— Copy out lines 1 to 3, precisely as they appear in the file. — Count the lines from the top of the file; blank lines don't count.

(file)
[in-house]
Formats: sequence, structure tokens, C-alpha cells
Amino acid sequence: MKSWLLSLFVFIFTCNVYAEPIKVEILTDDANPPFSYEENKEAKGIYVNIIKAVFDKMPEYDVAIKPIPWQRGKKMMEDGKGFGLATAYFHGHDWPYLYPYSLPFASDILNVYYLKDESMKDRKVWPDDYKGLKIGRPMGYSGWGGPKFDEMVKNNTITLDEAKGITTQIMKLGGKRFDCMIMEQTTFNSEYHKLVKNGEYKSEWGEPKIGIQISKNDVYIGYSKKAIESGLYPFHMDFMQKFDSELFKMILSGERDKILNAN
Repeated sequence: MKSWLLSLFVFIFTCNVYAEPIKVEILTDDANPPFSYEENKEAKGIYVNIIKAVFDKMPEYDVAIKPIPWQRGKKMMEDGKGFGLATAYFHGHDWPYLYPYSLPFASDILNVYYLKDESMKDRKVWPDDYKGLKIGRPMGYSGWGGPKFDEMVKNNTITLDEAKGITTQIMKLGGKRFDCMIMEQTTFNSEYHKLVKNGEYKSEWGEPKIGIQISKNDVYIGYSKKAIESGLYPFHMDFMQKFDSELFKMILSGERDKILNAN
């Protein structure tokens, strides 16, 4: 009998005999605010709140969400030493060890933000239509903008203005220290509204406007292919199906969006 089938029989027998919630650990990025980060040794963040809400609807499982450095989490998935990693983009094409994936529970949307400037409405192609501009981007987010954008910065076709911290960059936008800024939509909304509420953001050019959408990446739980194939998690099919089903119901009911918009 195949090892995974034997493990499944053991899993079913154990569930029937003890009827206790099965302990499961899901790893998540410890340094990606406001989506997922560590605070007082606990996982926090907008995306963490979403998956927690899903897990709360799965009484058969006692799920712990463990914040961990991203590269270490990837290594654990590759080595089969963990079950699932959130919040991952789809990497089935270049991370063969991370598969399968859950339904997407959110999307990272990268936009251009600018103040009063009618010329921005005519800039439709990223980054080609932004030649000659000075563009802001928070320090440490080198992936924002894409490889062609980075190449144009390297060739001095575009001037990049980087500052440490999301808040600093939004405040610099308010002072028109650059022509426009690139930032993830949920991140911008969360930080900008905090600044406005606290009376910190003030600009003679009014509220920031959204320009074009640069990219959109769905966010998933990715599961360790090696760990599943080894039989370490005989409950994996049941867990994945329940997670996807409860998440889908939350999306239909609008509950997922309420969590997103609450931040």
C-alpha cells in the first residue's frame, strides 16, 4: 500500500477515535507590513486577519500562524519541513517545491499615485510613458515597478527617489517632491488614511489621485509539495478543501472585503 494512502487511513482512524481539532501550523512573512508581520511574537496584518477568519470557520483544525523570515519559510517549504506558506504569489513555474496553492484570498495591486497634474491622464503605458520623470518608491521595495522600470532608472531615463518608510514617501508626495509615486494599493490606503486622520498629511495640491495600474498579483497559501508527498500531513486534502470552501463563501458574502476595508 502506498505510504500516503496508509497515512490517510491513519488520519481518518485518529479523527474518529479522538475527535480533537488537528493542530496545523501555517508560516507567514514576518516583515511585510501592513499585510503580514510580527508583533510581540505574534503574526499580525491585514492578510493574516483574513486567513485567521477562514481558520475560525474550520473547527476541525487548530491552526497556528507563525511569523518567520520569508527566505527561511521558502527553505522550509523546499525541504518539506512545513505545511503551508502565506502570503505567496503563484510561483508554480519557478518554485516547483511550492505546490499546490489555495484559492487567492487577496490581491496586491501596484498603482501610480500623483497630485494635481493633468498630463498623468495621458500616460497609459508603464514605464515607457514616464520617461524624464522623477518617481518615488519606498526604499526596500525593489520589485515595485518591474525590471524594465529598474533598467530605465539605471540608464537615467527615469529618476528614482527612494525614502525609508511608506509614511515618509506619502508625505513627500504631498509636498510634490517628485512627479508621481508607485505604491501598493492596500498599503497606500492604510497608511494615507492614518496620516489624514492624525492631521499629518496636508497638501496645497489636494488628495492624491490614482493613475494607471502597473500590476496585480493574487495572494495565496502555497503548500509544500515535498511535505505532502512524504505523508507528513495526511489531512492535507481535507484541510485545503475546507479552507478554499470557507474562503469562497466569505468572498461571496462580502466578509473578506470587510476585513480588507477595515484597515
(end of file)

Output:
[in-house]
Formats: sequence, structure tokens, C-alpha cells
Amino acid sequence: MKSWLLSLFVFIFTCNVYAEPIKVEILTDDANPPFSYEENKEAKGIYVNIIKAVFDKMPEYDVAIKPIPWQRGKKMMEDGKGFGLATAYFHGHDWPYLYPYSLPFASDILNVYYLKDESMKDRKVWPDDYKGLKIGRPMGYSGWGGPKFDEMVKNNTITLDEAKGITTQIMKLGGKRFDCMIMEQTTFNSEYHKLVKNGEYKSEWGEPKIGIQISKNDVYIGYSKKAIESGLYPFHMDFMQKFDSELFKMILSGERDKILNAN